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Edited and Photos by Mary Ma | 13 October 2015
Whether you or a friend of yours just want to look perfect 24/7 or are, perhaps, simply bored on weekends, the following are several typical factors responsible for turning Singaporeans into shopaholics.
Shopping is an activity that requires people to be relatively fit, because browsing all those designer, retail and even second-hand stores means that one has to be able to withstand often hours of walking, changing, then walking and changing some more, with only a short coffee break in between. However, Singapore has long been known as a shopper’s paradise, and fashion brands like Daiso, Prada and H&M are just some representatives of Singapore's fashion scene.

However, when it comes to the age-old question of why people have the need to go shopping in the first place, several answers can be found. After all, Singaporeans are avid shoppers, to put it mildly, and hitting up the retail scene or even shopping online is a favorite pasttime of even those who can't stand squeezing through Orchard Road's hordes of frenzy-shoppers. And whether you or a friend of yours just want to look perfect 24/7 or are, perhaps, simply bored on weekends, the following are several typical factors responsible for turning Singaporeans into shopaholics.

"If I don't shop, I'll miss out"

Ever notice that "BIG SALE" sign in front of a fashion store? Singaporeans have a knack for panicking whenever they see such a sign, and their kiasu instinct immediately kicks in, telling them that if they don't immediately go in and buy something, anything - they'll miss out on huge "savings". In other words, it doesn't really matter that a particular clothing item, say, a shirt, makes a person look like the Goodyear official mascot; if it's 90 percent off, they'll buy it and go home thinking they've taken advantage of a huge deal.

"Everyone else's life is perfect. I want mine to be, too"

Today there is a variety of technologies that enable people to stay connected and socialise in ways that were unimaginable several years ago. Take smartphones, for example: they allow people to constantly be bombarded with pictures of their friends' "perfect" lives on various social networks, as well as celebrities who have nothing better to do than find new and idiotic ways to spend their money. Compared to such flashing images of people's extravagant and wonderful lives, one's own life starts to seem somewhat pale. And the desire for that kind of life can ignite the pursuit for the perfect home, perfect clothes and perfect hair. And guess what? Other than stealing, the only way to be able to have all of those items is to actually pay for them.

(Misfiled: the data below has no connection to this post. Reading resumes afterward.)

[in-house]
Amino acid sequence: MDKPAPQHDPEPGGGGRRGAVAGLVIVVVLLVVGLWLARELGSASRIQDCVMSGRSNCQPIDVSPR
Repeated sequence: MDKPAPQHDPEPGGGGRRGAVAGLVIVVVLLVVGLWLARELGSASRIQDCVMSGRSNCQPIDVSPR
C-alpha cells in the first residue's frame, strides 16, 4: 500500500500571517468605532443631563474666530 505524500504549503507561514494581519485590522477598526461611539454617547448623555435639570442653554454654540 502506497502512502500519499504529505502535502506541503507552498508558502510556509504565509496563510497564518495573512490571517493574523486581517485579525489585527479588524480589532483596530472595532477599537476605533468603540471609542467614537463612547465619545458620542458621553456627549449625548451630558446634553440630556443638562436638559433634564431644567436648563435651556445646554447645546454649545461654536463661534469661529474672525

"I'm bored and I… Hey, look at those boots!"

It's easy to be leisurely walking through some of Singapore's famous areas and suddenly catch yourself carrying a designer bag containing an expensive pair of shoes you don't really need. What happened? Well, you got absent-minded and must have wandered into a store where the sweet-talking salesperson managed to convince you that you actually need a pair of, say, dominatrix boots. You're likely to experience the same if a friend you're supposed to meet ends up being late or if you go out for a restaurant meal and happen to walk past a ton of stores on the way there (Singapore is literally covered in shopping malls). As you can see, many Singaporeans have a way of buying unnecessary things simply because they're bored.

"The purpose of my existence is to impress others"

Let's get one thing straight - the only reason why fashion retailers survive is the fact that people have a never-ending need to consider their clothing a physical way of expressing their inner selves. Regardless of your gender, small are the chances that you don't have that one girl friend who's on a constant mission to never be seen in the same outfit twice. That girl might love fashion, but what she loves more is being perceived as a fashionable person by others. That being said, if and when one chooses to pay $7,000 for the latest Chanel bag, they are making a statement as someone who can afford luxury, whether they like it or not.

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